The Information Commissioner’s Office (ICO) is working to create new UK Standard Contractual Clauses (SCCs) for international data transfers, which should be released for consultation this summer.
What are SCCs?
SCCs are standard sets of contractual terms which the sender and the receiver of the personal data enter into. They include contractual obligations which help to protect personal data when it leaves the EEA and the UK and allow for the transfer of personal data outside of the protection of GDPR. They contain obligations for the data exporter and receiver (importer), as well as rights for the individuals whose personal data is transferred.
How do they work currently?
Currently, the UK use the current EU SC’s which remain valid for a period.
So why change?
The EU is also updating its SCCs, which will replace the current mechanisms. As the UK is no longer part of the EU, the new EU SCCs would not be valid for transfers from the UK. Therefore, the ICO is planning to issue “bespoke” UK SCCs for international transfers, to ensure data can flow without disruption.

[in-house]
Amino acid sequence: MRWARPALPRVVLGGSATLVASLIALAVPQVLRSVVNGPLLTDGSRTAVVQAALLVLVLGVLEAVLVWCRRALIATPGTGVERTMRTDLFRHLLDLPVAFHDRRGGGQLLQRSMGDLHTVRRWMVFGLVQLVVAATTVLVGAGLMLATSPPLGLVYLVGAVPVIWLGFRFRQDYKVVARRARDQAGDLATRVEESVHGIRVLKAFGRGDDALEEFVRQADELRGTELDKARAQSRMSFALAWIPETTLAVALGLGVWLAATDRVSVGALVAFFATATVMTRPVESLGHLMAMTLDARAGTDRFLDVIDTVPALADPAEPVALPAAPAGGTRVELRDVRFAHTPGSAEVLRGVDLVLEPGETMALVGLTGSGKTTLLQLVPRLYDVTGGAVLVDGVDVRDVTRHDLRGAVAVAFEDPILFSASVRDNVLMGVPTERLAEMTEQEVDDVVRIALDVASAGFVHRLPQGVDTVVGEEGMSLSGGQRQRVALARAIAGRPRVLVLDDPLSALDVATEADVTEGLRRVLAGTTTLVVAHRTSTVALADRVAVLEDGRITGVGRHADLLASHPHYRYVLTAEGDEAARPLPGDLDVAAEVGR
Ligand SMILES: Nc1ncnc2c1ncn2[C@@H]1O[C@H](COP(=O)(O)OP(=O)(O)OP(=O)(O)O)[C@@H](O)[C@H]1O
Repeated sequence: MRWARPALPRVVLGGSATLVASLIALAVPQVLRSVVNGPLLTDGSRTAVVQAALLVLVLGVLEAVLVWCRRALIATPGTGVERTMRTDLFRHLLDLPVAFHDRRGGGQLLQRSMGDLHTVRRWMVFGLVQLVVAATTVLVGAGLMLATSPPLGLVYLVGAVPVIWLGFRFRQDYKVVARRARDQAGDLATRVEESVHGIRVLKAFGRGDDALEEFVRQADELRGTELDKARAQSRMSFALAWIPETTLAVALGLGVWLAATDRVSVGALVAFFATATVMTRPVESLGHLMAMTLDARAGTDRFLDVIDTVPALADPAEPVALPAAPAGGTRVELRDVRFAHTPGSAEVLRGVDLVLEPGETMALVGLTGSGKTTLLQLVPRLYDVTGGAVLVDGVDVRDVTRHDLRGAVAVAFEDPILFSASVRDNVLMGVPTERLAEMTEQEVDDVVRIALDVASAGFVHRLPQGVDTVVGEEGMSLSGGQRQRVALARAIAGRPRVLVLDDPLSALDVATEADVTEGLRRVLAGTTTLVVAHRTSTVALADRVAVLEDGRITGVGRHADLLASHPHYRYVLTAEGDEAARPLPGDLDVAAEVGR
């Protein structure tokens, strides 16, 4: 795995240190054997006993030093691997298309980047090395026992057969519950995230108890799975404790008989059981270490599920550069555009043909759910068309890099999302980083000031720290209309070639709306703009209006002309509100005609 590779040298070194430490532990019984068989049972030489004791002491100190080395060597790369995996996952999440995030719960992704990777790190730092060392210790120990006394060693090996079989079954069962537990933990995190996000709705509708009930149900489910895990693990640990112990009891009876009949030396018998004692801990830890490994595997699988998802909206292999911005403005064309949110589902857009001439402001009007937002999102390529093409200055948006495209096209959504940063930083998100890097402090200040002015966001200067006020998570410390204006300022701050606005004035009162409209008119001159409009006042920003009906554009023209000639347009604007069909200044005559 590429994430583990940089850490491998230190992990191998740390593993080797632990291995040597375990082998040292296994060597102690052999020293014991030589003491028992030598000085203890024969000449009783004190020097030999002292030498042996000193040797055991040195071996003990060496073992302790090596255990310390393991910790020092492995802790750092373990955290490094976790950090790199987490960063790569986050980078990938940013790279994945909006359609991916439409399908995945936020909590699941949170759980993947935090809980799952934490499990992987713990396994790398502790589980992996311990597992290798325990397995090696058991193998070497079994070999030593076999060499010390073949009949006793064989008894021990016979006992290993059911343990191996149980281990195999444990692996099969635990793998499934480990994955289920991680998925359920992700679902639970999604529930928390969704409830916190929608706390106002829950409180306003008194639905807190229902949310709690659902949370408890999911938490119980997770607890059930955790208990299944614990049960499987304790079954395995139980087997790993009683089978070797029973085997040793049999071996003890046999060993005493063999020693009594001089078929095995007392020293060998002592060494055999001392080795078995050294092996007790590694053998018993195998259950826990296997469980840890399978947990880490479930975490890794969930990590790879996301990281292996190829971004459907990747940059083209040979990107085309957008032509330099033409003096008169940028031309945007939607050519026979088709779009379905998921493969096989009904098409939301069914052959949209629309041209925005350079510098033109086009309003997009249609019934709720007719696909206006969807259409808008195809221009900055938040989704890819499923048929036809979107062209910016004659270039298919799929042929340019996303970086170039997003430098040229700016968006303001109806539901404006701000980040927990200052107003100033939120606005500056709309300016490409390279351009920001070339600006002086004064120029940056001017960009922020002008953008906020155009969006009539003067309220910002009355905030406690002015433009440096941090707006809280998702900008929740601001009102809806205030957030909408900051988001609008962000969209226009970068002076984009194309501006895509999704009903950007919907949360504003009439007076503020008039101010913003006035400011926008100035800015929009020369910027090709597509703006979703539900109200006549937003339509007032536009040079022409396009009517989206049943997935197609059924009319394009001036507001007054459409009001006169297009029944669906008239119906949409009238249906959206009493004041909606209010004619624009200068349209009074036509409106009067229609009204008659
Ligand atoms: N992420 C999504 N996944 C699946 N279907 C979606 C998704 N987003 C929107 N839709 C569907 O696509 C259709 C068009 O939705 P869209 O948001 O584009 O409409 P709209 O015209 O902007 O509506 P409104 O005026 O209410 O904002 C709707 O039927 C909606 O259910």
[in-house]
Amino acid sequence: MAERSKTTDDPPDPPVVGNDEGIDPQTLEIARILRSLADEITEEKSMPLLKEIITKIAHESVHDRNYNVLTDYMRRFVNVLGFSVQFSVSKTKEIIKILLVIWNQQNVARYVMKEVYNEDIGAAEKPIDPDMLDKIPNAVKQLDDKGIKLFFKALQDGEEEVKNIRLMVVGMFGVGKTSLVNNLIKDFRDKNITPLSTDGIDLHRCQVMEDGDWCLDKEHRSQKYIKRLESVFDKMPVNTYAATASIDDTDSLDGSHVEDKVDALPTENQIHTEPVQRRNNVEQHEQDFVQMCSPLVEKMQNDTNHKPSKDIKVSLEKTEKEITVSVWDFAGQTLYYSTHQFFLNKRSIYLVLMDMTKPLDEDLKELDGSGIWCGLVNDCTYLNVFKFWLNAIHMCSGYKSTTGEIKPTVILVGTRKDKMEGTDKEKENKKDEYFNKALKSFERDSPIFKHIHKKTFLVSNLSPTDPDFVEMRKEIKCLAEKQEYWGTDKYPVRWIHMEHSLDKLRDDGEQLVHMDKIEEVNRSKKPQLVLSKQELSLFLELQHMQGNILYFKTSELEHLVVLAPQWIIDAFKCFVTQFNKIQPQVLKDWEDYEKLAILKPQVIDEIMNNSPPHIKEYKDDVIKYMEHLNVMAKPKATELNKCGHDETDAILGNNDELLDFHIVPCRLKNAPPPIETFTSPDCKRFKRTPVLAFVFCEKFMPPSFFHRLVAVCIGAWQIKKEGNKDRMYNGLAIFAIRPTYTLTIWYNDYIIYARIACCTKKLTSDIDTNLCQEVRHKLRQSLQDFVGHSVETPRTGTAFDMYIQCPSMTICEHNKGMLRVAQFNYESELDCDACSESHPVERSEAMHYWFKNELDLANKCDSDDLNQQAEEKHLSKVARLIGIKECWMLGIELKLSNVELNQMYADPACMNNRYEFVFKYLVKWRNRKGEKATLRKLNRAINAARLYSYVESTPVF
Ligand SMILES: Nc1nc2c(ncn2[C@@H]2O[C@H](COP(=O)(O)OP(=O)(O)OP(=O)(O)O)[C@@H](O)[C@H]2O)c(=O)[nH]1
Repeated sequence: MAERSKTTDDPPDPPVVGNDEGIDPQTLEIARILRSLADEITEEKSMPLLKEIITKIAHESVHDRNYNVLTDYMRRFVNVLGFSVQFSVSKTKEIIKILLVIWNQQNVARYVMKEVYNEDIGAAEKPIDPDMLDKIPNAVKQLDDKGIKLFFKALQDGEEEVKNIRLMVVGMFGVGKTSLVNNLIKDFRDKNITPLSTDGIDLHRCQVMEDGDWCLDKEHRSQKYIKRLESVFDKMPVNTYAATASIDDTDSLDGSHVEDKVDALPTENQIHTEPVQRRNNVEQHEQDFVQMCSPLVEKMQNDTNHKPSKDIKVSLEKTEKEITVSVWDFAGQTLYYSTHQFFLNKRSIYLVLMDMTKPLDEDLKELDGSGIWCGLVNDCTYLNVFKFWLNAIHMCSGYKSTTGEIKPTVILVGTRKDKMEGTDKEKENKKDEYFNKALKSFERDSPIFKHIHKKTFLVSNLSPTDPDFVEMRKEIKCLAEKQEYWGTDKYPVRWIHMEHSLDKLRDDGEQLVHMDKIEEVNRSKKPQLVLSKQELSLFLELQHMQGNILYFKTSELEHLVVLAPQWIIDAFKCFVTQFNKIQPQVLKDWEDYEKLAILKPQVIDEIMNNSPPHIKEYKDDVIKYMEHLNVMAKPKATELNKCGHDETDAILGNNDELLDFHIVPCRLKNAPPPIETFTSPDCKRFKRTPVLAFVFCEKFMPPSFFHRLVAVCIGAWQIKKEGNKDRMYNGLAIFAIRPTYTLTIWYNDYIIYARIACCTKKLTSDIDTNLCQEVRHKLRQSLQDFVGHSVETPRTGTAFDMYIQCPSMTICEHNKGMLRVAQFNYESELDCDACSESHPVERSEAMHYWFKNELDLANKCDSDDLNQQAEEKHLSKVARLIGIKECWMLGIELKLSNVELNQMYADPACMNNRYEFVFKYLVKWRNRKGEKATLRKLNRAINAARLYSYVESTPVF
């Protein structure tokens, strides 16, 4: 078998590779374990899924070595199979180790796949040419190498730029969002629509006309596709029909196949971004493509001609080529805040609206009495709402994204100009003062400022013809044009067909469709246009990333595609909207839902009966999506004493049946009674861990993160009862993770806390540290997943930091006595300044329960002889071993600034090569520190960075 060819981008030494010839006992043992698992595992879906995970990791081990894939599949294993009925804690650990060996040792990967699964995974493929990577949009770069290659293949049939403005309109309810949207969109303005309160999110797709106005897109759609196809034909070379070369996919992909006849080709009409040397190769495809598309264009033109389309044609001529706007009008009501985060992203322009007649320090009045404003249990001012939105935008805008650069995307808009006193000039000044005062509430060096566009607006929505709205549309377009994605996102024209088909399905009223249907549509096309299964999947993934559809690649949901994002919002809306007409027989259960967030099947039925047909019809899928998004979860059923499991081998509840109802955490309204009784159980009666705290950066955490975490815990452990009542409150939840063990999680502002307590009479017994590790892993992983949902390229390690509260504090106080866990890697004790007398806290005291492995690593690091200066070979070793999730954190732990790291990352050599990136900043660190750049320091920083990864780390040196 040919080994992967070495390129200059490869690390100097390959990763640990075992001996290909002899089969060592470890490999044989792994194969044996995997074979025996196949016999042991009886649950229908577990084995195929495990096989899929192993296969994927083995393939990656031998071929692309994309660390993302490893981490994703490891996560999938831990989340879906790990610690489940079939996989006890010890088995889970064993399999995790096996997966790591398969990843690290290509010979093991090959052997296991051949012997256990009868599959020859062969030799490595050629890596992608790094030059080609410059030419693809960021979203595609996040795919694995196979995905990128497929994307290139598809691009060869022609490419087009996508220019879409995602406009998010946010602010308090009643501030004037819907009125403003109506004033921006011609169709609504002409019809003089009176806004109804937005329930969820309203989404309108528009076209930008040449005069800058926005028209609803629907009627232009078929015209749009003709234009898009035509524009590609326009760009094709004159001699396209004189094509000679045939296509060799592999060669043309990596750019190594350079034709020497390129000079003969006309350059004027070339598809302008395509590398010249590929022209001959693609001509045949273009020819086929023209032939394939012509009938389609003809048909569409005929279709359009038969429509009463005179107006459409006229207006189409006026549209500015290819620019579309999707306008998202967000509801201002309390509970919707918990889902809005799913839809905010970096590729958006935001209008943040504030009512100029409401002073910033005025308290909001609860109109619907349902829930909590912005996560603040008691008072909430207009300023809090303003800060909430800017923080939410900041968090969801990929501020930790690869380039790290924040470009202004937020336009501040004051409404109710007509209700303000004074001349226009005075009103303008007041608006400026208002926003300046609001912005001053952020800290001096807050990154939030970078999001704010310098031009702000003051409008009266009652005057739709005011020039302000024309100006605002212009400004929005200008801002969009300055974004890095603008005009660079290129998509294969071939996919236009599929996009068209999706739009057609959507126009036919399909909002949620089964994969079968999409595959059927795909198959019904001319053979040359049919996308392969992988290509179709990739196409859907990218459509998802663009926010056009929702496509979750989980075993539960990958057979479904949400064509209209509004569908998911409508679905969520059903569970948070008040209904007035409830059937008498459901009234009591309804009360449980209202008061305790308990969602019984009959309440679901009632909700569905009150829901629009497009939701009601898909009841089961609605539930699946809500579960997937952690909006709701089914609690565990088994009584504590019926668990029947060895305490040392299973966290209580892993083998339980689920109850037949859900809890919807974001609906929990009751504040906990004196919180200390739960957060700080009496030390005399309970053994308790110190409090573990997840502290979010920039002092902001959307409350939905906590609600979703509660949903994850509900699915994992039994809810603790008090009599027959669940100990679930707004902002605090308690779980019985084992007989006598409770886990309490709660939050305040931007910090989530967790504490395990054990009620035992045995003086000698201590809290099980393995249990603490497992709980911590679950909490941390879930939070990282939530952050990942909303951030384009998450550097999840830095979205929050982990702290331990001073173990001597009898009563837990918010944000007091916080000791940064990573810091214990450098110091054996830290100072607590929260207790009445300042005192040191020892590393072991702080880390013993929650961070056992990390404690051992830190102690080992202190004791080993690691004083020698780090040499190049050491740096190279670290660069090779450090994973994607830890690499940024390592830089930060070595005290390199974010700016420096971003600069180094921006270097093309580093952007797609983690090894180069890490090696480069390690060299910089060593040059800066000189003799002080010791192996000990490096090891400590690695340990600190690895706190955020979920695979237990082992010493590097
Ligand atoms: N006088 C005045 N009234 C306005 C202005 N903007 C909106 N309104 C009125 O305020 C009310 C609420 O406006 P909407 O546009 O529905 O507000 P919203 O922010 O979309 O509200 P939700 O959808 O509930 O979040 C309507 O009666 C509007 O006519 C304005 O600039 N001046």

EU updated SCCs
The new EU SCCs widen the scope of transfer scenarios and acknowledge that the chain of data processing is not always straightforwardly controller to processor. They are more modular in approach and cover more scenarios than the current EU SCCs.
Until we see the proposed UK SCC’s, it’s difficult to assess the impact they will have. Meanwhile it is acceptable in the very short term to use the current EU SCCs and thought will need to be given to whether to use the new EU Updated SCCs and the new UK SCCs when developed.
The ICO is planning to publish the UK SCCs later this year.